GW has kept its audit report of admissions data under lock and key since it announced it had been inflating freshman profile statistics for more than a decade.
Administrators have maintained that the report by the firm Baker Tilly, which covered just last year’s admissions cycle, found no errors beyond the inflation of statistics regarding how many freshmen fell into the top 10 percent of their high school classes. They have also said the report found the inaccuracies came to exist “without malice.” But despite multiple requests, they have not released the actual report.
At a time when there are so many questions surrounding the decade of inaccurate freshman admissions data and GW’s unranking by U.S. News & World Report, GW must give the community access to that report.
If the only miscalculations were in that one data set and the report found that related errors were made “without malice,” let the public read that for itself. Keeping the report under wraps only raises more questions. It is reasonable to ask for verification of what is in the report after the University spent a decade reporting incorrect data.
President Knapp: Disclose all of the information you have so people can verify it themselves. Give people a quantitative report to trust, rather than relying solely on administrators’ words. At a time when the community already feels like its trust has been broken, full disclosure could help rebuild GW’s image.
Students want to show support for GW after the school got kicked off the national rankings list. Students want to be able to defend their university. Students want to feel like they can trust their university not to mess up its own information again. But after this, students can’t do that unless they can see the audit report for themselves.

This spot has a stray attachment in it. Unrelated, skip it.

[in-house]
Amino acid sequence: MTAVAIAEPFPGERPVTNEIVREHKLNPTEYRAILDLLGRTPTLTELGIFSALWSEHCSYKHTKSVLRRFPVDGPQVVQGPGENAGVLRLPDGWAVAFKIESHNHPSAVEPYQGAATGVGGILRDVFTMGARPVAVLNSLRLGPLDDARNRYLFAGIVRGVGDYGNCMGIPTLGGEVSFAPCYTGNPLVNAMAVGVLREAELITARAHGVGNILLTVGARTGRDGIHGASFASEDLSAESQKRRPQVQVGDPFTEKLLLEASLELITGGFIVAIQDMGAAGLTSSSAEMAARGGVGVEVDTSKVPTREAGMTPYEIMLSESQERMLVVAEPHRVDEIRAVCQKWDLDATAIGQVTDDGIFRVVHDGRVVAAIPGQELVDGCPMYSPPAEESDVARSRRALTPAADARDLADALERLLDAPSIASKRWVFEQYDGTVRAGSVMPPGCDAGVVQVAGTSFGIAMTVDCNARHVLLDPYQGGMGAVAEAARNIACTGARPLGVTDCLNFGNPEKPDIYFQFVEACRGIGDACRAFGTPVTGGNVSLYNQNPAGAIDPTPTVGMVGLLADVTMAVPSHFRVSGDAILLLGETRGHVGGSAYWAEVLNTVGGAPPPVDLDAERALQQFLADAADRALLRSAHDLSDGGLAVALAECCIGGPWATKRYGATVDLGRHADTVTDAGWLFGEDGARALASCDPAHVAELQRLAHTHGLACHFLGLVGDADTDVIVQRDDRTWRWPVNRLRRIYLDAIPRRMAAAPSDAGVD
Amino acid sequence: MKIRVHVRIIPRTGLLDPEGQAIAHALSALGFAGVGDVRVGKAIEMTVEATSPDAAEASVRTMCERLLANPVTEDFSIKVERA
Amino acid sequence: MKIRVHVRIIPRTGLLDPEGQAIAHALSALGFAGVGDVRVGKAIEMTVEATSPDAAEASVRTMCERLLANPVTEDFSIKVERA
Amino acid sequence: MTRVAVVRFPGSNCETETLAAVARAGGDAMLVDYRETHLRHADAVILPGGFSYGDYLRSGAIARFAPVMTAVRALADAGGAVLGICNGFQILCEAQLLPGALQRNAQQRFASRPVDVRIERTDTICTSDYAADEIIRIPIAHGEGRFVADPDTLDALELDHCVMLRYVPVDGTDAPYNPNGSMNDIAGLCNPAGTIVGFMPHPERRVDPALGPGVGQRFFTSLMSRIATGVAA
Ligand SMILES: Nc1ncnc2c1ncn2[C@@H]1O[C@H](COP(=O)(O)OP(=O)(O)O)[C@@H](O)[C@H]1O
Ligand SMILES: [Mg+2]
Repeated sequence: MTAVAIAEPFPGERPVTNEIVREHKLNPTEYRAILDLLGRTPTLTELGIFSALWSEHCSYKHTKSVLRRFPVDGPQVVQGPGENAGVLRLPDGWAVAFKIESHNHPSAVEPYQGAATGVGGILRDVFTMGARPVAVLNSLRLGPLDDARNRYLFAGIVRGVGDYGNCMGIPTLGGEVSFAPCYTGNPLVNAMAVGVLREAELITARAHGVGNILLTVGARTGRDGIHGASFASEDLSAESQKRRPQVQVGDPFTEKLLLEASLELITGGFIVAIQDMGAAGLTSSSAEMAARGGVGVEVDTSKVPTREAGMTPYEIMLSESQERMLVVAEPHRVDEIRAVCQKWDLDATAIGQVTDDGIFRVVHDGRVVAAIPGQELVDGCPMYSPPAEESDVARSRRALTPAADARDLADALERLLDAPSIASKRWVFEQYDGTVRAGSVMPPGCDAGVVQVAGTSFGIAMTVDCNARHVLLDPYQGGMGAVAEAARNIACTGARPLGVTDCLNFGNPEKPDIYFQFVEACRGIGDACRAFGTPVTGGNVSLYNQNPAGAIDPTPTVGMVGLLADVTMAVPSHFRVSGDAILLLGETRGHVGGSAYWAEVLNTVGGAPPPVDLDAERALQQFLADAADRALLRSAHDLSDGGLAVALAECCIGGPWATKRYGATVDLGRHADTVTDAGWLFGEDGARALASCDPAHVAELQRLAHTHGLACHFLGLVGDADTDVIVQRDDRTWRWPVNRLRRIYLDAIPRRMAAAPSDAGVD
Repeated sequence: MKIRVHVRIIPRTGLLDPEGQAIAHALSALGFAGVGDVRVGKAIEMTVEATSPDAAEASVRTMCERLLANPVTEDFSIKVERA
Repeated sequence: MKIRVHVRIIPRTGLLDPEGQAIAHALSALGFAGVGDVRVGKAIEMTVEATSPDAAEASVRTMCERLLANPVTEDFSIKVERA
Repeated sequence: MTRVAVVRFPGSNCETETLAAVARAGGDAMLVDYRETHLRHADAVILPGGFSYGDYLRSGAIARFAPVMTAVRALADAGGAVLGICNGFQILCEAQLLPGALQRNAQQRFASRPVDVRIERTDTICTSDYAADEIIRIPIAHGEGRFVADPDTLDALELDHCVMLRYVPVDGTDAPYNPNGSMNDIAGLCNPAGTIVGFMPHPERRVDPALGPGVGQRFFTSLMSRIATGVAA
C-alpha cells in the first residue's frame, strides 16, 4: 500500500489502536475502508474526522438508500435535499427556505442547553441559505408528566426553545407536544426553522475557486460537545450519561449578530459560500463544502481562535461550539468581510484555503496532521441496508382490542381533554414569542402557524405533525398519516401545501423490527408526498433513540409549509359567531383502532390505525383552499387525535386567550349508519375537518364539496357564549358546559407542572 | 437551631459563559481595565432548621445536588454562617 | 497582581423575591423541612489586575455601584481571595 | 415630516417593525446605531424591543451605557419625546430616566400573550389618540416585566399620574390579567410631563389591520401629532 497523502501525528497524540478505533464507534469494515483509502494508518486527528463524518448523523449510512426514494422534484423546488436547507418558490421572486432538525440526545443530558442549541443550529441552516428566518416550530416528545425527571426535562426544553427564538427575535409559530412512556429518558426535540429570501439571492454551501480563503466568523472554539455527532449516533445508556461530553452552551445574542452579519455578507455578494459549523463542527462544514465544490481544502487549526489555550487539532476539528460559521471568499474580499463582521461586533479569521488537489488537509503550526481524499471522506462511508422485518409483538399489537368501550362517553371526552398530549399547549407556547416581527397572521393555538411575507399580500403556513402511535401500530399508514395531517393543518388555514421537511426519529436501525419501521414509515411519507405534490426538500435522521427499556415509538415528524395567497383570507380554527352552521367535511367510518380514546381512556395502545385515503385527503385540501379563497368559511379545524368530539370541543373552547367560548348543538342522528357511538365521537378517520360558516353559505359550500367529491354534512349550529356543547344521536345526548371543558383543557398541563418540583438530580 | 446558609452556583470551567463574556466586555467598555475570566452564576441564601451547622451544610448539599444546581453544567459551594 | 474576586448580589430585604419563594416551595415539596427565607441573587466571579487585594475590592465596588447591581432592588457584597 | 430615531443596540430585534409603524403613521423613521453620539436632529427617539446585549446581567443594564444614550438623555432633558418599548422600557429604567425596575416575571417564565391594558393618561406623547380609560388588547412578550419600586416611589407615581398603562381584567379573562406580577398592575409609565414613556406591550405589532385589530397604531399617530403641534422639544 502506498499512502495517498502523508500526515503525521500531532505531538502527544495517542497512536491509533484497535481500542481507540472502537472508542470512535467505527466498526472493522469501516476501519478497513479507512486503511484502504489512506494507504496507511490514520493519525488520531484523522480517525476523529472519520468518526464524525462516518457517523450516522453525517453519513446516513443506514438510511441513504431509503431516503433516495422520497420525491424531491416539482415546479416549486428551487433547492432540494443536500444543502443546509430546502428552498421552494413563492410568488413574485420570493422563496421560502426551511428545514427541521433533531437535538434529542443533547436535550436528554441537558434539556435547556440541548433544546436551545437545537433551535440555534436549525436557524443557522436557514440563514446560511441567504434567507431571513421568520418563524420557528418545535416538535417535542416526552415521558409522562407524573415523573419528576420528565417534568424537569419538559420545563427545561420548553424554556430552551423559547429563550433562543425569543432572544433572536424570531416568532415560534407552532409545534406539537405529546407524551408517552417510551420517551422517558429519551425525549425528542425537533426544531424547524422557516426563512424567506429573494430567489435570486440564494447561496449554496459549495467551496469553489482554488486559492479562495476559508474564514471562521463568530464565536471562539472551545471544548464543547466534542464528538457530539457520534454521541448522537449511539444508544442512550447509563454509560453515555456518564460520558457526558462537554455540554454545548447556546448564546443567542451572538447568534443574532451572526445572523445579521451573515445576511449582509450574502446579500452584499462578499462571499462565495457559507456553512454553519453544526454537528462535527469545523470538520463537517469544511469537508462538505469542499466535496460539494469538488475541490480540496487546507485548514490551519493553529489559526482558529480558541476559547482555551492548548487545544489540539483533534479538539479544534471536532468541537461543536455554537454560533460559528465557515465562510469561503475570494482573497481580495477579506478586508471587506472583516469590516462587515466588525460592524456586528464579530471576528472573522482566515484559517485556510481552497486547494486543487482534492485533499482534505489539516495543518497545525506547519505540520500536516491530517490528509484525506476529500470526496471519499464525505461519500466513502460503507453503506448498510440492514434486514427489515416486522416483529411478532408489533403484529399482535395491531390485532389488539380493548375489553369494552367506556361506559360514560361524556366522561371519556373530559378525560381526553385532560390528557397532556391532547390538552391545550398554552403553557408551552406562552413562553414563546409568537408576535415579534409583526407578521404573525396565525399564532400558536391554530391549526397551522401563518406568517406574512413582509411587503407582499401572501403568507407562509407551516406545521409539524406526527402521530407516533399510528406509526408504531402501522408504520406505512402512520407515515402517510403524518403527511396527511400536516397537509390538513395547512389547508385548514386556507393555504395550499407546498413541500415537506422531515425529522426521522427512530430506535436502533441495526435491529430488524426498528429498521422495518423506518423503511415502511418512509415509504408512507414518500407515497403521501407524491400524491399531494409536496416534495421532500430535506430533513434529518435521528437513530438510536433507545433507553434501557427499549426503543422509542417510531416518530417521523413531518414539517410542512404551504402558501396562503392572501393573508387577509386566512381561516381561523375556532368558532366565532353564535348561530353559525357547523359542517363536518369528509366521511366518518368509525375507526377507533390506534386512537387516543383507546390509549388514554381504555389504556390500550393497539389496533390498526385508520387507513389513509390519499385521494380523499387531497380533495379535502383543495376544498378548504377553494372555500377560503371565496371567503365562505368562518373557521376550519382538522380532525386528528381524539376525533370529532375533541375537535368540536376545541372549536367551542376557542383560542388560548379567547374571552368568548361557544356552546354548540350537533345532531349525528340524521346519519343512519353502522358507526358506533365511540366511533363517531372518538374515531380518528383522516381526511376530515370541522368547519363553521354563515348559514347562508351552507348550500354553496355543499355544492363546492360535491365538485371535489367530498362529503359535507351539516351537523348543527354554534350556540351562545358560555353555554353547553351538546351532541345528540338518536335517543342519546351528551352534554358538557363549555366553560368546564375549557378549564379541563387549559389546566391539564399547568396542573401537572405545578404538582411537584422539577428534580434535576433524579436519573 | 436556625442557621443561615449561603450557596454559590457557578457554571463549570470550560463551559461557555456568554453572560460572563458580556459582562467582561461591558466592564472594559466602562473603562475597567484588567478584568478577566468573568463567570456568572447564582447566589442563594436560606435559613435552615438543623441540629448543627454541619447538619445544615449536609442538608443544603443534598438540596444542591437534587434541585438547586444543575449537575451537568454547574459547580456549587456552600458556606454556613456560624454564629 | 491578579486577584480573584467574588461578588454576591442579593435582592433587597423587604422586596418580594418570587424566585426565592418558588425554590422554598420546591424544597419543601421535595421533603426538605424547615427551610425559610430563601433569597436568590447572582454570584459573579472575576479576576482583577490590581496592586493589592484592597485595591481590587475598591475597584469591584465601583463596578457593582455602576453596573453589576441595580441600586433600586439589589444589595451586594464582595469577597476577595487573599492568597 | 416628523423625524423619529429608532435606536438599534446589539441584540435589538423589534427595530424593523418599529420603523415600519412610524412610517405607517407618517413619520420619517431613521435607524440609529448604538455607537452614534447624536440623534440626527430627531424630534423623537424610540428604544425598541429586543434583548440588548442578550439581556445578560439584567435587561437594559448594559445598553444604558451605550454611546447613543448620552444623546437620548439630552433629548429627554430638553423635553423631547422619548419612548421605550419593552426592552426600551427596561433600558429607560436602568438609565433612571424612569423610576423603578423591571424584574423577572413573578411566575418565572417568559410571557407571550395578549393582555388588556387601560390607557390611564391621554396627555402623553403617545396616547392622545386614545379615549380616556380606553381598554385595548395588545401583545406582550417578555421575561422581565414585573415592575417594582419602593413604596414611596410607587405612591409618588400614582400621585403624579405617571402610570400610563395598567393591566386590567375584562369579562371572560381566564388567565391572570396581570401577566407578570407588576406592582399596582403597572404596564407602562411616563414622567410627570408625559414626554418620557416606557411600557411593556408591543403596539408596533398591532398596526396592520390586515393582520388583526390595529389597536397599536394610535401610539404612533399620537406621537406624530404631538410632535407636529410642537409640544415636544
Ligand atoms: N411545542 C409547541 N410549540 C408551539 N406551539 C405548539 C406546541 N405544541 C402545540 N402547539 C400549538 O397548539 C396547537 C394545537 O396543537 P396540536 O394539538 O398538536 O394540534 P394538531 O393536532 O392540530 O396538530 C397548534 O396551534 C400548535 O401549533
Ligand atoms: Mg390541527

And as it stands, this school has only audited one year of admissions data. But if for more than a decade, GW has inaccurately calculated how many freshmen graduated within the top 10 percent of their classes, the University should audit past years’ worth of data as well.
In a perfect world, GW would go back and audit all admissions data since the errors were first committed to ensure records were accurate. But if this is not possible, and the money spent on audits could be better spent elsewhere, at least audit the category that is known to be incorrect.
Institutions of higher education are constantly evolving, and GW is one that is always working to build its academic rigor. The University cannot accurately plan the trajectory of its future – or its selectivity – if it cannot map its past. Neglecting to audit the data from previous years means admissions officials will not have access to accurate numbers in years to come.
Administrators have also claimed the inflation of freshman statistics has only been noticeable in recent years. If that is truly the case, show us the data.
Repeatedly declining to release the report makes it seem like the University has something to hide.